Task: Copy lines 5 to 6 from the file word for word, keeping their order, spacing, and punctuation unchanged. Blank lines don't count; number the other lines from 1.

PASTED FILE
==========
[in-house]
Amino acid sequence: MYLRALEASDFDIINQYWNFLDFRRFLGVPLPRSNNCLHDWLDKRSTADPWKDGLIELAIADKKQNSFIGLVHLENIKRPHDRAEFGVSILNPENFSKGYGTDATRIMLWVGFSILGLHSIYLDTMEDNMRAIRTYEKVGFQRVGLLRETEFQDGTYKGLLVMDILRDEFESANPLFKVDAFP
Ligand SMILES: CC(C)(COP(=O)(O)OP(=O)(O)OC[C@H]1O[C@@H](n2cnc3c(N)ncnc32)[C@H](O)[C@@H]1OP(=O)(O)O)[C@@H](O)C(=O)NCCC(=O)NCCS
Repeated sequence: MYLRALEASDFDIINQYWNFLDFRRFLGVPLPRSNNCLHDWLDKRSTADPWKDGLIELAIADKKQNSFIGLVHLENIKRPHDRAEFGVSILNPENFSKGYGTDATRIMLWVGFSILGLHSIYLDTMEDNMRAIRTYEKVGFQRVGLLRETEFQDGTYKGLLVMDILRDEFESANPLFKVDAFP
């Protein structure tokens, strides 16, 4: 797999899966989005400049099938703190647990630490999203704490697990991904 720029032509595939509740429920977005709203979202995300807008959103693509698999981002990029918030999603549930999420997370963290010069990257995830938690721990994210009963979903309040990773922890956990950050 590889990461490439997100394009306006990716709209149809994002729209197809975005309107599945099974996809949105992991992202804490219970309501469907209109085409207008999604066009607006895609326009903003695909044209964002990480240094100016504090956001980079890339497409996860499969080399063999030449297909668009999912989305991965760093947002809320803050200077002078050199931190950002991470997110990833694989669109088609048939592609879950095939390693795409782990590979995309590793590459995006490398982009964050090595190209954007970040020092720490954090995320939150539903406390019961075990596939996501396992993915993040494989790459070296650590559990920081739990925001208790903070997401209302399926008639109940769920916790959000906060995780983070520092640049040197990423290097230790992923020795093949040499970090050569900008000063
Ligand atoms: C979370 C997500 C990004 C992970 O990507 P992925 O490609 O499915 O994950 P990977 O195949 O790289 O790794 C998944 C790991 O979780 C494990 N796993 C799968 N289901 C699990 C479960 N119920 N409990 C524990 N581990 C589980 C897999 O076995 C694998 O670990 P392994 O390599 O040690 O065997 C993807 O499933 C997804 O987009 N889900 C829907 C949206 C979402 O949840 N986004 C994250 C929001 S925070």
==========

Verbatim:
């Protein structure tokens, strides 16, 4: 797999899966989005400049099938703190647990630490999203704490697990991904 720029032509595939509740429920977005709203979202995300807008959103693509698999981002990029918030999603549930999420997370963290010069990257995830938690721990994210009963979903309040990773922890956990950050 590889990461490439997100394009306006990716709209149809994002729209197809975005309107599945099974996809949105992991992202804490219970309501469907209109085409207008999604066009607006895609326009903003695909044209964002990480240094100016504090956001980079890339497409996860499969080399063999030449297909668009999912989305991965760093947002809320803050200077002078050199931190950002991470997110990833694989669109088609048939592609879950095939390693795409782990590979995309590793590459995006490398982009964050090595190209954007970040020092720490954090995320939150539903406390019961075990596939996501396992993915993040494989790459070296650590559990920081739990925001208790903070997401209302399926008639109940769920916790959000906060995780983070520092640049040197990423290097230790992923020795093949040499970090050569900008000063
Ligand atoms: C979370 C997500 C990004 C992970 O990507 P992925 O490609 O499915 O994950 P990977 O195949 O790289 O790794 C998944 C790991 O979780 C494990 N796993 C799968 N289901 C699990 C479960 N119920 N409990 C524990 N581990 C589980 C897999 O076995 C694998 O670990 P392994 O390599 O040690 O065997 C993807 O499933 C997804 O987009 N889900 C829907 C949206 C979402 O949840 N986004 C994250 C929001 S925070």